The story WAS NOT however, selected as one of the 10 best stories of the year by Longform’s editors. (Have to keep him humble.) Better luck next year, Michael.

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Folio Honors D Magazine Visionaries

Folio is a magazine industry publication, and next month it’s recognizing what’s called the Folio: 100, media’s “most innovative entrepreneurs and market shaker-uppers.” If you peruse the list of honorees, you’ll see folks from many top national titles and brands, largely big-shots out of New York City.

Scroll on down to the group categorized as “Visionaries” though, and right there at the top you’ll find our own D Magazine Partners president Christine Allison and chairman/editor in chief Wick Allison.

All of us who are lucky enough to work here recognize what a unique company this is. Christine and Wick aren’t afraid to take chances and to give any promising idea a shot. They’re always looking for a new angle on this business and early on recognized the need to transform what was once a single-title paper-and-ink business into a still-expanding digital enterprise.

I asked Christine what this means to her:

“It’s an honor, to be sure, but we couldn’t do what we do in any other city. To be acknowledged nationally is a big nod to Dallas and our incredible staff.”

D Magazine’s 40 Greatest Stories: The Starck Club’s Prince of Ecstasy

I couldn’t help thinking back to an ancient regret of my own when reading the story of Rodney Kitchens, a man who literally brought Ecstasy to the legendary Starck Club at its mid-’80s hedonistic heights. The article, which first appeared in the October 1989 issue of D Magazine, is the first of the 40 greatest stories in our print product’s history that we’ll be highlighting over the coming months. Read the whole thing here. Our excuse for revisiting the past is the 40th anniversary of the first issue of D, an event we’ll officially celebrate this fall.

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D Custom to Produce Dallas Regional Chamber Publications

The folks up on the 22nd floor of our building shared some good news today:

Integrated content marketing agency D Custom announced today its exclusive publishing partnership with the Dallas Regional Chamber.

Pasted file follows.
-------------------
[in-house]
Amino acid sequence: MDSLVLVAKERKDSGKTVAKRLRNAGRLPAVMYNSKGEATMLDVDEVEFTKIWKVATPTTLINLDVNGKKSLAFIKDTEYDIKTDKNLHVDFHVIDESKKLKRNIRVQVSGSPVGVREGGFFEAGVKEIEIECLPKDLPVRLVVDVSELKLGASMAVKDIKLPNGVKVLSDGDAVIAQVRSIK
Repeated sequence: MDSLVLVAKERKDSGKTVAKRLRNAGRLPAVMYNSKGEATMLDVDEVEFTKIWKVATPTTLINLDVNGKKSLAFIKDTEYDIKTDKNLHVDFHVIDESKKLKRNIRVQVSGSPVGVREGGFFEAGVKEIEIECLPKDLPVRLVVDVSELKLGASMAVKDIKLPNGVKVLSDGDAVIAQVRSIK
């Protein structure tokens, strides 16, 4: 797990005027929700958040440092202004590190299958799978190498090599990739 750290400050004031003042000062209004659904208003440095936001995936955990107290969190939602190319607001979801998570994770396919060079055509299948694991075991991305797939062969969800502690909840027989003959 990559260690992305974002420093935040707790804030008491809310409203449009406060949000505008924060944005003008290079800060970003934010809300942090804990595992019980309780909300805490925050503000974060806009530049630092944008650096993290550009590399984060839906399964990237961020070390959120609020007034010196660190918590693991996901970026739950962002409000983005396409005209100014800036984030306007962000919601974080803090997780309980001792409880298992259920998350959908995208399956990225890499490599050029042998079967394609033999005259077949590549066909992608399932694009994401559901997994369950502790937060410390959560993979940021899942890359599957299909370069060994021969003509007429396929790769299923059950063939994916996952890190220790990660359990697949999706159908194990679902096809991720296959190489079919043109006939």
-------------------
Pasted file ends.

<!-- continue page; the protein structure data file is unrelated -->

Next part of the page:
D Custom will produce the Dallas Regional Chamber’s four publications: the Economic Development Guide, the Dallas-Fort Worth Real Estate Review, the Dallas Relocation & Newcomer Guide and the Dallas Regional Chamber Membership Guide. The publications will be available in print as well as online in an interactive, digital format.

“There is a huge opportunity in our partnership with the Dallas Regional Chamber,” says Gordon Price Locke, president of D Custom. “As we re-launch these publications in print and online, we will be able to use the latest in web optimization science to broaden our reach and build an incredible experience for readers and advertisers.”

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Saucy Pictures of Jennifer Nicole Lee at the W Hotel Pool

See here. I did not know who Jennifer Nicole Lee was until I read part of her Wikipedia page. And I took no joy in looking at pictures of her in a tiny bikini at the W Hotel pool. But she’s a celebrity and this happened locally and so it’s my duty to bring you this […]

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Applications for D Academy Are Due Monday

Last year, we started something really great at D. It’s called D Academy. It’s a leadership program for smart, passionate people who give a damn about Dallas. We meet once a month in various venues around the city. We bring in speakers who are pertinent to that day’s topic. And then we take all this […]

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Leading Off (5/21/2013)

Devastating Tornado in Oklahoma: Another horrific tragedy. There are dozens dead, a lot of them children who were taking cover in the hallway of an elementary school. Thousands more are left homeless, their possessions in shambles. And while the death and destruction will eventually be quantified and ranked historically, the grief and suffering is immeasurable. […]